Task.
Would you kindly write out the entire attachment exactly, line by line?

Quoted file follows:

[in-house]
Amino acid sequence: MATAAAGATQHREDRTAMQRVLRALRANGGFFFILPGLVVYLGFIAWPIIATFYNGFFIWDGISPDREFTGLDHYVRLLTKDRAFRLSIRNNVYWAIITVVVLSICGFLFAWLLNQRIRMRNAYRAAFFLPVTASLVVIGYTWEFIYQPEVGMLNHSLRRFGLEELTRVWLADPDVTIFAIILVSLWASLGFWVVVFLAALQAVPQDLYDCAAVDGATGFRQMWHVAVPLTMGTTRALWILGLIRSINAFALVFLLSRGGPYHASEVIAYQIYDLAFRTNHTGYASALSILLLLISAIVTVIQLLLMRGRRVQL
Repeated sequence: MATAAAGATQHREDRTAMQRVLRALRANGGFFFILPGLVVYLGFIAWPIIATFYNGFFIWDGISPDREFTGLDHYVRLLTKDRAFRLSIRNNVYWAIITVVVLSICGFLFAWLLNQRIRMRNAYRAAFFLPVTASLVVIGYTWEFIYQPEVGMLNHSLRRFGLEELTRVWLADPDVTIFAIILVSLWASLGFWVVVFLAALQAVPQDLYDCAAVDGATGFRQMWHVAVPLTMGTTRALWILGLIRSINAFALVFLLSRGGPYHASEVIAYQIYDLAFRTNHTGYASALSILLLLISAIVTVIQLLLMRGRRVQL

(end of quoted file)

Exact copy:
[in-house]
Amino acid sequence: MATAAAGATQHREDRTAMQRVLRALRANGGFFFILPGLVVYLGFIAWPIIATFYNGFFIWDGISPDREFTGLDHYVRLLTKDRAFRLSIRNNVYWAIITVVVLSICGFLFAWLLNQRIRMRNAYRAAFFLPVTASLVVIGYTWEFIYQPEVGMLNHSLRRFGLEELTRVWLADPDVTIFAIILVSLWASLGFWVVVFLAALQAVPQDLYDCAAVDGATGFRQMWHVAVPLTMGTTRALWILGLIRSINAFALVFLLSRGGPYHASEVIAYQIYDLAFRTNHTGYASALSILLLLISAIVTVIQLLLMRGRRVQL
Repeated sequence: MATAAAGATQHREDRTAMQRVLRALRANGGFFFILPGLVVYLGFIAWPIIATFYNGFFIWDGISPDREFTGLDHYVRLLTKDRAFRLSIRNNVYWAIITVVVLSICGFLFAWLLNQRIRMRNAYRAAFFLPVTASLVVIGYTWEFIYQPEVGMLNHSLRRFGLEELTRVWLADPDVTIFAIILVSLWASLGFWVVVFLAALQAVPQDLYDCAAVDGATGFRQMWHVAVPLTMGTTRALWILGLIRSINAFALVFLLSRGGPYHASEVIAYQIYDLAFRTNHTGYASALSILLLLISAIVTVIQLLLMRGRRVQL